The Edifier Connect app is available for iOS and Android and permits you to do everything that can be done with the buttons except it also the headphone LED indicator to be turned on and off and also has a sleep timer for 10, 20 30, 60 or 90 minutes.


The size and shape of the TWS NB is on the larger side. The boom on to which the ear tips fit ends at a rounded dome that sits inside the concha cavum. The distance between the dome and the most outward-facing side of the earbud is 7/8 inch. This article states the average distance to the intertragal notch is 10 mm, so on average, the earbuds will stick out of your ear about a half-inch. That’s about the measurement of the exposed portion of the buds when I’m wearing them. I guess I have average-sized ears!

I didn’t find the large size of these a drawback but I was conscious of making sure that I didn’t take a shirt off over my head while wearing them. The most contact I had was putting on and removing the loops of a facemask, worn during the COVID-19 outbreak. I had to make sure that I didn’t brush up against the surface of the earpods. They stick out enough that sleeping on your side with them is impossible.  Aesthetically, because of the two-tone design and because of the different shapes used, the earbuds don’t appear to stick out as much as they would if they were a solid black cylinder. An exploded view of the earbuds from the Chinese Edifier site shows a standard ICB inside. Apple folded the electronics of the iPod in half in order to get it to fit into the earbud design. Such designs cost money so perhaps Edifier was compromising the size of the units for price.

The portion of the earpod that fits into the ear is a cylinder made of black plastic. The top of the cylinder is capped in a champagne-gold truncated cylindrical wedge. There is a small black detail on the curved rear of the wedge that is printed with an “L” or “R”. The straight front of the champagne cap is a small window for an LED. There is a button on the top of the wedge which is used to control the earbuds. The most outward-facing part of the earbuds is a black plastic inlay with a small microphone port and the print of the Edifier logo. All the facets and the two-tone design give this a retro look. Unfortunately, I don’t think that is what the designers intended. Each earpod weighs about 9 grams.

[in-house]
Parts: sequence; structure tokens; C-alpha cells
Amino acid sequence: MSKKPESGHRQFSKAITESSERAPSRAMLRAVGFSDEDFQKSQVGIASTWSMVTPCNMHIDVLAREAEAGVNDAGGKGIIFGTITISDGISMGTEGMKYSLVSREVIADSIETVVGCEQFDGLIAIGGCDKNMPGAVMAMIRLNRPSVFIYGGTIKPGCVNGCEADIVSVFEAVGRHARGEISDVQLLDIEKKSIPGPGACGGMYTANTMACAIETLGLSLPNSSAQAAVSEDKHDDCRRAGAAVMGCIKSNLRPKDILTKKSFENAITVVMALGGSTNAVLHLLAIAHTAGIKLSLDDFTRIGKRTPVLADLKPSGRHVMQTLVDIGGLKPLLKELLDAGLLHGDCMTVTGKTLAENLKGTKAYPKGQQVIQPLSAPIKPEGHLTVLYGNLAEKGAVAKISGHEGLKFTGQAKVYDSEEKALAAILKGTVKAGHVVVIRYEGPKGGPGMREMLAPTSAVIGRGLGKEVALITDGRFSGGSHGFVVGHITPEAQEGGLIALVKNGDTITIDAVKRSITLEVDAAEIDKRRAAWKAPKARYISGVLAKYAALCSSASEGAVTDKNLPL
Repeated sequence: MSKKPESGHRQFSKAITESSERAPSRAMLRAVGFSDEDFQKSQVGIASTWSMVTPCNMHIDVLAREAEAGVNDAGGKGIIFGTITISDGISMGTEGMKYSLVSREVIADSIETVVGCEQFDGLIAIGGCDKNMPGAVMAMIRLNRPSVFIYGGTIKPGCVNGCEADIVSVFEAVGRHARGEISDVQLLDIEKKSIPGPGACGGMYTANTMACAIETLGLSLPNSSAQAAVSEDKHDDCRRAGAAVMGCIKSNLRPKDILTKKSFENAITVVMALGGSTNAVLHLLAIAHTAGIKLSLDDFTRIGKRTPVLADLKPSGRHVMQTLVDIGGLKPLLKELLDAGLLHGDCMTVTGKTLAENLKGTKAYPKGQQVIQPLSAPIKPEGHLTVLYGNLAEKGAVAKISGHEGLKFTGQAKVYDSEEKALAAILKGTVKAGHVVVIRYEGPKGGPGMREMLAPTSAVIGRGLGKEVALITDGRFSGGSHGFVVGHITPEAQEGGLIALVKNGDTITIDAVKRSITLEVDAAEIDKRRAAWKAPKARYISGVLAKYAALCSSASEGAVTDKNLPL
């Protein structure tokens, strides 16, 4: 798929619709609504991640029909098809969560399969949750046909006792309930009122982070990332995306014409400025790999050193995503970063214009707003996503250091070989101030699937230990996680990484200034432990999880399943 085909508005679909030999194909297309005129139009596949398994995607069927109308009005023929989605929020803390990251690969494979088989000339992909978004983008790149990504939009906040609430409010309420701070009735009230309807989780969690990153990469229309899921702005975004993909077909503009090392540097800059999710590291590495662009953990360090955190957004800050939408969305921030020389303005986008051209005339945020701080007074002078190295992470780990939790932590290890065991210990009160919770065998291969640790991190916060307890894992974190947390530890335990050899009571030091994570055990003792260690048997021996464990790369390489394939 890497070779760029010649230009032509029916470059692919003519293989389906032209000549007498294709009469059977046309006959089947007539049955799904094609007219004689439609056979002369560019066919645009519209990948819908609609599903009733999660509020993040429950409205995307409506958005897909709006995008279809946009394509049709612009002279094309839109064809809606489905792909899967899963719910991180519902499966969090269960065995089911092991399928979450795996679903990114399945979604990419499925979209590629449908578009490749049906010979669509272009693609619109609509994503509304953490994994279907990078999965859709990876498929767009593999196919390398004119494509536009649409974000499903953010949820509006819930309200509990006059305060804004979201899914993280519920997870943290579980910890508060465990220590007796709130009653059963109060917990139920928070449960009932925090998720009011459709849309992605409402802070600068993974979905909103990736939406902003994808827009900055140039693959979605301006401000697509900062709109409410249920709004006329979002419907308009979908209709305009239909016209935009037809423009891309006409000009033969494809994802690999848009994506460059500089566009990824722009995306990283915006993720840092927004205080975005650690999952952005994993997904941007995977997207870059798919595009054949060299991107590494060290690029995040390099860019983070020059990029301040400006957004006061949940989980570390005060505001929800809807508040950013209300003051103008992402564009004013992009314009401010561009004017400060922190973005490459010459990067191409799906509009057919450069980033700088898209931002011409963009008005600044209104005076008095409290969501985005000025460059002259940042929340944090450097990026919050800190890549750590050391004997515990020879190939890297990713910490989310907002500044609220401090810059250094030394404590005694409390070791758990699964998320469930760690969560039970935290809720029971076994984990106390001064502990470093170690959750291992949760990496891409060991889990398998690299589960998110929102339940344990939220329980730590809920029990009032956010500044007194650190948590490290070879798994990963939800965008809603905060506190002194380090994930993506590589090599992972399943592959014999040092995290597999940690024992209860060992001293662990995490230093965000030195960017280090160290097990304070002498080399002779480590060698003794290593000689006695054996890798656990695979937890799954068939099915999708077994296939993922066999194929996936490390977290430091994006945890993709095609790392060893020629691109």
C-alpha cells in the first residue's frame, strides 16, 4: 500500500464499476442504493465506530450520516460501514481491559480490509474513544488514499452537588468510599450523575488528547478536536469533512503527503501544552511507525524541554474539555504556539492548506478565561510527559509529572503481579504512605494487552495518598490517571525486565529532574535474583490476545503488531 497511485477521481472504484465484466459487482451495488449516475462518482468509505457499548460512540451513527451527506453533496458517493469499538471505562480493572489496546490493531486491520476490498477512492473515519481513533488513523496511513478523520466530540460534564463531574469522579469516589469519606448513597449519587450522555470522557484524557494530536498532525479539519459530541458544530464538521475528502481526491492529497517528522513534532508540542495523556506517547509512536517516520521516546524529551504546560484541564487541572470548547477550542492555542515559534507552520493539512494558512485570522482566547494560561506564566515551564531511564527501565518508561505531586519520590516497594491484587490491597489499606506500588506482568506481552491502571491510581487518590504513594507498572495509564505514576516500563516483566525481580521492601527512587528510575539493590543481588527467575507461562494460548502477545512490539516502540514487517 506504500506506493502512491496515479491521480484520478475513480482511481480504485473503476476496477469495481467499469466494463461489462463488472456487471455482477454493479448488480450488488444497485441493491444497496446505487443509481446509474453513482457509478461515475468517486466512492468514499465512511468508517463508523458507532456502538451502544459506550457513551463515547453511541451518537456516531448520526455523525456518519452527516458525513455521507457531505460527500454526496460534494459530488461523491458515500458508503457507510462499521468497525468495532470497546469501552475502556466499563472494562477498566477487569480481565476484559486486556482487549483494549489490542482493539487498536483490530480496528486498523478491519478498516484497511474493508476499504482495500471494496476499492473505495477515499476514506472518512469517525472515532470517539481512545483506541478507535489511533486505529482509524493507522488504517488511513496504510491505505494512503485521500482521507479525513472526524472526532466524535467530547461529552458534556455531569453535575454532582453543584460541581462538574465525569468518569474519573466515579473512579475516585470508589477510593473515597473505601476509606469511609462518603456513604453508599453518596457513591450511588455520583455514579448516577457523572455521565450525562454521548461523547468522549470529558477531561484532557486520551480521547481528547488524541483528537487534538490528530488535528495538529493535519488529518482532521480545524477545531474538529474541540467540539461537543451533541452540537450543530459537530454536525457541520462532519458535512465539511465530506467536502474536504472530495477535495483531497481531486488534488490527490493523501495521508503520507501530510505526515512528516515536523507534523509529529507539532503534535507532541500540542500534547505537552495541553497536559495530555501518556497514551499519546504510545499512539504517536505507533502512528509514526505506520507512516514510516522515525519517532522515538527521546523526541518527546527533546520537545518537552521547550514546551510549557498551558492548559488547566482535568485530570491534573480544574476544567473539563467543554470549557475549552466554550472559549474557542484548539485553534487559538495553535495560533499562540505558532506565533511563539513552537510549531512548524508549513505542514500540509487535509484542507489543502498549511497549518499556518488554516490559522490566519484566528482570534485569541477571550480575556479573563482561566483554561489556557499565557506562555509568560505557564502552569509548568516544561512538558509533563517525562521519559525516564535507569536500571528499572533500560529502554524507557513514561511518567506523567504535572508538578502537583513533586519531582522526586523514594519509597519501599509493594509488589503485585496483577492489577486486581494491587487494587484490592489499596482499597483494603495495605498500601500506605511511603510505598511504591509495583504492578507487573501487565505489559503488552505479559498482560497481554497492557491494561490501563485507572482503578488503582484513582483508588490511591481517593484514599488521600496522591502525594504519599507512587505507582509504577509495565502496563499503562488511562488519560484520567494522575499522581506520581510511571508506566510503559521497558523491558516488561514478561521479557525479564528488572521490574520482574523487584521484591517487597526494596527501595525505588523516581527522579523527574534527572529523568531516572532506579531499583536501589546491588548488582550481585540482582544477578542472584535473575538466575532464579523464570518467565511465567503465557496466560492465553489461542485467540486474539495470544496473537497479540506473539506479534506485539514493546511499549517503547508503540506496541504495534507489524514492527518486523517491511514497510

The business end of these earbuds terminates with a 4 mm diameter post. To ensure users have a secure in-ear fit, Edifier supplies three sets of silicone eartips (S, M, L) as well as two pairs of earfins in different sizes. There are also two pairs of foam eartips, which typically offer the most secure seal and can sometimes deliver an enhanced bass response. I would use the largest earfins that fit in your ear so that the earbud does not rely on the pressure of the tip to support the earbud in the ear. There is no official statement from Edifier as to the ingress protection fo these earbuds so I would keep them as dry as possible.

When not in use the earbuds fit securely in the charging/storage case. The case is 86 x 23 x 67 mm. It’s a matte finish anodized aluminum that is the same color as the cap on the earbuds. The base is a plastic pedestal and has the model power and registration marks stamped on it. The rear of the case has a USB-C charging port and 4 battery indicators but the manual does not explain what each level represents. The top of the case hinges open with what feels like a very sturdy mechanism. The case design doesn’t seem to be optimized for portability. The boxy shape of the case does not lend itself well to being pocketed. On the flipside it looks great on a desk, but who uses TWS in just one place? Another drawback is that it is difficult to pick the earbuds out of the case. The inside of the case has hinges which hold the earbuds against the charging contacts that make negotiating the earbuds away from the contacts and out of the case challenging. This is exacerbated by the wide lip of lid blocking access to the inside.